Externalizing Disorders

What are Externalizing Disorders?

Externalizing disorders consist of Attention-Deficit Hyperactivity Disorder (ADHD), Oppositional Defiant Disorder (ODD), and Conduct Disorder (CD). The latter of these two are considered “disruptive behavior disorders” and entail a persistent pattern of behavior that may include defiance of authority figures, aggression, blaming others for one’s own mistakes, hostility, irritability, lying, angry outbursts (i.e. temper tantrums), intentionally annoying others, arguing with adults, and refusing to comply with requests. The most common behavior disorder in children is ADHD, which is characterized by inattention, impulsivity, and hyperactivity. Children with externalizing disorders may experience emotional problems (e.g. low self-esteem, depression, anxiety, etc.) and often have impairments in their social and academic functioning.

What Causes Externalizing Disorders?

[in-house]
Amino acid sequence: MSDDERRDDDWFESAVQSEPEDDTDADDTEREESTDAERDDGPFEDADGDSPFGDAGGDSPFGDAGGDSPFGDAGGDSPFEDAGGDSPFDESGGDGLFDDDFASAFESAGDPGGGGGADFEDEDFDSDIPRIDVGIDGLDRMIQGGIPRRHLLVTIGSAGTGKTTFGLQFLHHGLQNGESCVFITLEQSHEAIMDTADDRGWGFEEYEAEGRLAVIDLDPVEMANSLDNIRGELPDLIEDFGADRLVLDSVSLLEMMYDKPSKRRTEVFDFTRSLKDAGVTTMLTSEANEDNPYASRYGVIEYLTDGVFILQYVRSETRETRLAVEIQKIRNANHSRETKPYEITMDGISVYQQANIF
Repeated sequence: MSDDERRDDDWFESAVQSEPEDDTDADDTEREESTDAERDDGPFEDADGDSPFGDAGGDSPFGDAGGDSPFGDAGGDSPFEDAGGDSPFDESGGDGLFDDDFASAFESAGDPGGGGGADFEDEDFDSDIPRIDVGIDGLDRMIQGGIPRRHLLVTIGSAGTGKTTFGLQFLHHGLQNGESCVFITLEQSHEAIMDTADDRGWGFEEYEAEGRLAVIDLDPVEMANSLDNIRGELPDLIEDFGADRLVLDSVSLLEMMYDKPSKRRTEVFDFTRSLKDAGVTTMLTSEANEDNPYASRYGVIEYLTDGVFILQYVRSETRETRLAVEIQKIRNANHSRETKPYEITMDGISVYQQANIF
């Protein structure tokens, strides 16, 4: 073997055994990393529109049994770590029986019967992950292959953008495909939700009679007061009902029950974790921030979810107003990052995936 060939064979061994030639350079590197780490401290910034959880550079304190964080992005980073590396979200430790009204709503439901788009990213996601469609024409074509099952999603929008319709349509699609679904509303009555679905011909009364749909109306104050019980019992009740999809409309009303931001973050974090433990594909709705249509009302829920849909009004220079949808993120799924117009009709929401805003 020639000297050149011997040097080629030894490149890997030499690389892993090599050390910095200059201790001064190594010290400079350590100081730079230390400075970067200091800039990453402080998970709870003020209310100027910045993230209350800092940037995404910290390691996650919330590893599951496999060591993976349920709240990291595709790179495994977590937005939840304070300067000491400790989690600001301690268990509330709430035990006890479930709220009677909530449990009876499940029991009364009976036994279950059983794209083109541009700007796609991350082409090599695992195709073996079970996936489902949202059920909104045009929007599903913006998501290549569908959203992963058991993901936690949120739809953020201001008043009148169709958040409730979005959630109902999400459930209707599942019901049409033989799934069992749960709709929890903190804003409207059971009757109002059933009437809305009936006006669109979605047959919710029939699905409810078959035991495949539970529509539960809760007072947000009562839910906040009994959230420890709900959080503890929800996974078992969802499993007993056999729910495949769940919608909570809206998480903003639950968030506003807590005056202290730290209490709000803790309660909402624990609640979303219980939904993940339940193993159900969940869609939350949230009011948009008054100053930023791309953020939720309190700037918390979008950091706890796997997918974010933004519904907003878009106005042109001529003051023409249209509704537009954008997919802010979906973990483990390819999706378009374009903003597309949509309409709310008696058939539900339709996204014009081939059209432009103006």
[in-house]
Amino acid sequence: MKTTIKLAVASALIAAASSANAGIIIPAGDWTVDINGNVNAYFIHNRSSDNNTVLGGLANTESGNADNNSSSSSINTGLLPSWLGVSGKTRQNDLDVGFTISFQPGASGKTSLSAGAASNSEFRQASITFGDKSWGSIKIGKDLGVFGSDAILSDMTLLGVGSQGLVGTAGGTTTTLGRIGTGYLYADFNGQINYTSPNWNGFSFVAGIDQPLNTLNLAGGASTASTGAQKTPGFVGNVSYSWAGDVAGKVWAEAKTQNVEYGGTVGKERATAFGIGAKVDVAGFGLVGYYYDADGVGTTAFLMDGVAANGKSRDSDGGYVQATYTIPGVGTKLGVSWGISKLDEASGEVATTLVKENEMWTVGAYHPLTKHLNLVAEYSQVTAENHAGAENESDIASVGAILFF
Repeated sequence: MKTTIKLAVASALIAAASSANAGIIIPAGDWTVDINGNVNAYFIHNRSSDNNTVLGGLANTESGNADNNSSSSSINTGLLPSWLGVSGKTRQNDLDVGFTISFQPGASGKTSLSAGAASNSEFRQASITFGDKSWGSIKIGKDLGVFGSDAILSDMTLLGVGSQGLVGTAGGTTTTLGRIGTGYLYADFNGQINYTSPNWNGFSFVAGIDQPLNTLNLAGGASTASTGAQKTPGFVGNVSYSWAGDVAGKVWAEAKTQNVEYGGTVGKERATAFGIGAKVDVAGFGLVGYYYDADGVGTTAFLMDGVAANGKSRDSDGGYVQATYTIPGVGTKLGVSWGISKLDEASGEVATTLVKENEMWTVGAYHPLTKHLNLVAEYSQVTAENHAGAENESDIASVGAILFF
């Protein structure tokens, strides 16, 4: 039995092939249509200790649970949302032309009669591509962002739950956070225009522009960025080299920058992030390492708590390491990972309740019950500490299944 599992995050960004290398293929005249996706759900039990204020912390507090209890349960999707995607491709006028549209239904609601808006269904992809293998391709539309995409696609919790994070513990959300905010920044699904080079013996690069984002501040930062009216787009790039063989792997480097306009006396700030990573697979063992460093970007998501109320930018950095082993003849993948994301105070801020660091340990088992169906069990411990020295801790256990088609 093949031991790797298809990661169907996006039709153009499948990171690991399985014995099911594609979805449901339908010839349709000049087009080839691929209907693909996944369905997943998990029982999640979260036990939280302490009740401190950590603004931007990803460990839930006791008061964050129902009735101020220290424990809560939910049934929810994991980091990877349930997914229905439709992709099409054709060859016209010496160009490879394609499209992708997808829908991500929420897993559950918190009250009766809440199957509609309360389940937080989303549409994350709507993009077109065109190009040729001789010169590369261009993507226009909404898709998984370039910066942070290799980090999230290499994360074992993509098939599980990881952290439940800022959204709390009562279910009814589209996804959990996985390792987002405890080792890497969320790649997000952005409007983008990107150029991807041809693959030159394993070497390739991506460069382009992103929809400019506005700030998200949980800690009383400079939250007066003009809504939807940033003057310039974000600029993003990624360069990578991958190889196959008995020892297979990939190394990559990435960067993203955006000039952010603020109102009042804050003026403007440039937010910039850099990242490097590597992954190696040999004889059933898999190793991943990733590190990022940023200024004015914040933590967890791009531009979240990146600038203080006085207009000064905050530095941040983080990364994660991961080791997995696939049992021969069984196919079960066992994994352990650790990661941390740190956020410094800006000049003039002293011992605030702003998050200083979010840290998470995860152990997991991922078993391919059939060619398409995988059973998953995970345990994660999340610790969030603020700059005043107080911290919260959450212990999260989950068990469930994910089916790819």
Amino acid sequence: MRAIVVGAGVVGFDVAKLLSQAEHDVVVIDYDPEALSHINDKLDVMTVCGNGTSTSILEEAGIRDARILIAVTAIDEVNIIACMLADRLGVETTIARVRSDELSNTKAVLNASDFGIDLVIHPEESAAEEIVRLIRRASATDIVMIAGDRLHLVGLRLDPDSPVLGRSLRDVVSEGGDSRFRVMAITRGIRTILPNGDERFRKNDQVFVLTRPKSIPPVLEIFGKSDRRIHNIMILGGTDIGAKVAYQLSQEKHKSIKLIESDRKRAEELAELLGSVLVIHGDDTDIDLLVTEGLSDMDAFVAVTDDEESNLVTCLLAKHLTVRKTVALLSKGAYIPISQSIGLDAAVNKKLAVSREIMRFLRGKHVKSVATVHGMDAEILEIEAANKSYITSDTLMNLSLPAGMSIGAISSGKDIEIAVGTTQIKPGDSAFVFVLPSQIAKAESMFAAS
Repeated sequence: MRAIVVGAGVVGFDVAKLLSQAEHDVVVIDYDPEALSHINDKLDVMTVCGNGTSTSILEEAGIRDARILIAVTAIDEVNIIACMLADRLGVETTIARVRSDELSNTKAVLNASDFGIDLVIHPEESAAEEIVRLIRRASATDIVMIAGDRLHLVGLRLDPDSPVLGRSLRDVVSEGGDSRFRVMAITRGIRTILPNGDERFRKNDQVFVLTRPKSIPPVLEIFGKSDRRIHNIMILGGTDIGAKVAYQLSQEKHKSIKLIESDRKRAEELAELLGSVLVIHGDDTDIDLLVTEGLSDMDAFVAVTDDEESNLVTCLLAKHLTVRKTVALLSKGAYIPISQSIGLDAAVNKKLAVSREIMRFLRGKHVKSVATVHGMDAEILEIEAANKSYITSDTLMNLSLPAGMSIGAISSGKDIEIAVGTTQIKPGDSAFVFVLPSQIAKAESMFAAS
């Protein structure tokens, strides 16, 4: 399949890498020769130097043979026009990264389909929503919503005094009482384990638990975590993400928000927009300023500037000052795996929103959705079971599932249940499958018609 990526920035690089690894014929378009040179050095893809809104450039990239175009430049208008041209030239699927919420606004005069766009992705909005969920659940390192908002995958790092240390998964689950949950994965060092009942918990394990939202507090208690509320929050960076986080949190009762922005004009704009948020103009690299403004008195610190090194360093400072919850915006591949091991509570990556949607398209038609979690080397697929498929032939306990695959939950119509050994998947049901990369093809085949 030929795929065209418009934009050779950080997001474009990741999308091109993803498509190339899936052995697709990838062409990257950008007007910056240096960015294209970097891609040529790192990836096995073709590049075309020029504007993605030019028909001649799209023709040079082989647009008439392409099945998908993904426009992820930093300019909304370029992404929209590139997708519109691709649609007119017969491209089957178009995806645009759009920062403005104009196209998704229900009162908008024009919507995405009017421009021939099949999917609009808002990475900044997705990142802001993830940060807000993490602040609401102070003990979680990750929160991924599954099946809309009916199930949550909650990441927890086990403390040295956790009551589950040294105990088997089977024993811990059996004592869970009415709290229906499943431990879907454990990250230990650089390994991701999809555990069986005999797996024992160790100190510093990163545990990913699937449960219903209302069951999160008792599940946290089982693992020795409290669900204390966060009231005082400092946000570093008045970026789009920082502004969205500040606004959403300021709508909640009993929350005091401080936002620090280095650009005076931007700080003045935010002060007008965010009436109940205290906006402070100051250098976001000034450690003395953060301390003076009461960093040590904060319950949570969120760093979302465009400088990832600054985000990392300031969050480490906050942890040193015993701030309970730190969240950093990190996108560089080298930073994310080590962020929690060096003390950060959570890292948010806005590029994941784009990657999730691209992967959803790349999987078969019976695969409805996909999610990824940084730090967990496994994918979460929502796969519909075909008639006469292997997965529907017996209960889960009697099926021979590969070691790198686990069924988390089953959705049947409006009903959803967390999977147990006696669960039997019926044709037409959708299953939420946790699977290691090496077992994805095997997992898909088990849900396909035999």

There is no single cause for disruptive behavior disorders (i.e. ODD and CD). Contributing factors may include difficult child temperament, biological or neurological factors, environmental conditions, family instability, and inconsistent or inadequate parenting (e.g. lack of effective disciplinary techniques, poor supervision, etc.). Likewise, there is no single cause for ADHD. Theories suggest that there are several factors that may cause attention problems including, exposure to toxic substances (e.g. alcohol, drugs or tobacco) during pregnancy, brain trauma due to illness or injury, hereditary factors (i.e. genetics) and exposure to harmful chemicals in the environment. Research does not suggest that poor parenting is the cause of ADHD. However, the symptoms of ADHD and the subsequent impact they have on the child’s functioning in the environment can be ameliorated with appropriate parental accommodations and interventions.